You’ll meet Program Head and Animator Colin Giles (Sausage Party, Eight Crazy Nights) to learn about the program’s award-winning curriculum, experience demos in AI, sketching, & digital painting, enter exclusive door prizes, and learn how you can join an Animation alumni that’s worked on Across the Spider-Verse, Resident Evil 4, The Last of Us, and so many more amazing titles. If you live in Vancouver or are going to be in town on May 4, register here for FREE.


With Dave’s background in both law enforcement and animation, how does the intersection of these two seemingly disparate fields influencing his approach to teaching Animation Concept Art?
Dave’s background in law enforcement instilled an appreciation for structure, discipline, and attention to detail, all of which are essential not only in law enforcement but also in the creative industry. Teaching Animation Concept Art allows him to blend these seemingly disparate fields by emphasizing the importance of critical thinking, problem-solving, and adaptability, skills that are highly valuable for a Concept Artist to possess. Additionally, his law enforcement experience taught the significance of effective communication and teamwork, both of which are integral to VFS’s curriculum – not only in the Animation Concept Art program but in all VFS programs.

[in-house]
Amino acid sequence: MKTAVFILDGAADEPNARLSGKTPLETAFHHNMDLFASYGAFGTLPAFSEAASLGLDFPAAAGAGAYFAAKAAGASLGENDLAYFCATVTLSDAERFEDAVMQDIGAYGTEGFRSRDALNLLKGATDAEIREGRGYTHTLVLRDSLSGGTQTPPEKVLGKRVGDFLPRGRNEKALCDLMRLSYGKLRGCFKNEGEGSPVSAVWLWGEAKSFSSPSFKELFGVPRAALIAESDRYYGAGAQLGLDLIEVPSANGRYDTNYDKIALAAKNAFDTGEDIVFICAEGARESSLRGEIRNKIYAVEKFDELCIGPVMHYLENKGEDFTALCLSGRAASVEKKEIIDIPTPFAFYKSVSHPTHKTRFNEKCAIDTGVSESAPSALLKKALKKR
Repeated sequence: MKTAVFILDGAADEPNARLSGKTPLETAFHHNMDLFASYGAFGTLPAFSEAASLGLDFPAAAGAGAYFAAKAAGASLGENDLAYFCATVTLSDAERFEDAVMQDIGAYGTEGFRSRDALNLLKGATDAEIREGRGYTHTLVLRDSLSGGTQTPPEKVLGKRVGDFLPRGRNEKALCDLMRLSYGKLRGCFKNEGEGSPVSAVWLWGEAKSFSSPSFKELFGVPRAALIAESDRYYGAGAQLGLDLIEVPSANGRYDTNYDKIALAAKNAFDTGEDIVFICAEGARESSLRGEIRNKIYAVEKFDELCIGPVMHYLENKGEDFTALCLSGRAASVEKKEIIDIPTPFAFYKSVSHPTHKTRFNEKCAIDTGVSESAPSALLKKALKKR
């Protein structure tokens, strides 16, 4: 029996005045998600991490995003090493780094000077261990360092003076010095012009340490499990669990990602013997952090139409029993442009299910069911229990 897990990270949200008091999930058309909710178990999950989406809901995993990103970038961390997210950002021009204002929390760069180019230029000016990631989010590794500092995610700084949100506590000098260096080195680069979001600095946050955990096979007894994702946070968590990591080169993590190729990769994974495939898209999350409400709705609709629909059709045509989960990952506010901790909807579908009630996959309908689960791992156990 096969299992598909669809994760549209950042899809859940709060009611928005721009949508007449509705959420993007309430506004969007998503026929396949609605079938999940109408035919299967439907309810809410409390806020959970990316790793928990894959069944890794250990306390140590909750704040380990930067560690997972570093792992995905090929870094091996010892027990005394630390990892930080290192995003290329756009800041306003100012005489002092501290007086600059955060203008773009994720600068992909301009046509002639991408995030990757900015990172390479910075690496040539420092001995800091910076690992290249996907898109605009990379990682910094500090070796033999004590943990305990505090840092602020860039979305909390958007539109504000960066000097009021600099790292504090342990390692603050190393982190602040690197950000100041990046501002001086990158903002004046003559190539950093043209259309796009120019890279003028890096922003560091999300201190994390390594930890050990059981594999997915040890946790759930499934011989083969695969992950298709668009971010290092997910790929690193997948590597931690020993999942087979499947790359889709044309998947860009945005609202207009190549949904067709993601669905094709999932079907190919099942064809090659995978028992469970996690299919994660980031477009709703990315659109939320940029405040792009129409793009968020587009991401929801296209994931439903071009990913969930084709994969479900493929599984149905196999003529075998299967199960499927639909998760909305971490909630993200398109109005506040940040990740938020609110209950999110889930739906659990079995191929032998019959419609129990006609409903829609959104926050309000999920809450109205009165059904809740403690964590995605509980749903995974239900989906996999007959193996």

Moving from roles like Graphic Designer to Concept Artist, Set Designer, and Lead Artist must have involved a diverse skill set. How has Dave’s multifaceted experience informed his teaching methodology?
Pivoting between various roles within the creative industry has equipped Dave with a diverse skill set that he utilizes in the classroom. For example, his experience as a Concept Artist has honed his ability to visualize and conceptualize ideas, which is translated into class work that allow VFS students to develop their own design skills. Similarly, Dave’s background as a Set Designer informs his approach to teaching spatial awareness and composition, essential elements in creating compelling concept art. By sharing real-world examples and insights from his own journey, Dave strives to provide students with a holistic understanding of the industry and equip them with the skills they need to excel in diverse roles.

Dave’s career journey showcases a significant pivot from law enforcement to becoming an Art Director and now an instructor at VFS. How does this non-traditional career path offer unique insights and perspectives to aspiring Concept Artists navigating their own professional journey?
Dave’s unconventional career path from law enforcement to the creative industry offers unique insights and perspectives that can greatly benefit aspiring Concept Artists. His pivot underscores the importance of embracing change, taking risks, and pursuing one's passions, even if they diverge from conventional expectations. As an instructor, Dave emphasizes the value of resilience, adaptability, and self-discovery, encouraging students to explore different avenues within the field of Animation Concept Art and to embrace their individuality. By sharing his own experiences of navigating career changes and overcoming challenges, he hopes to inspire students to pursue their creative aspirations with confidence and determination.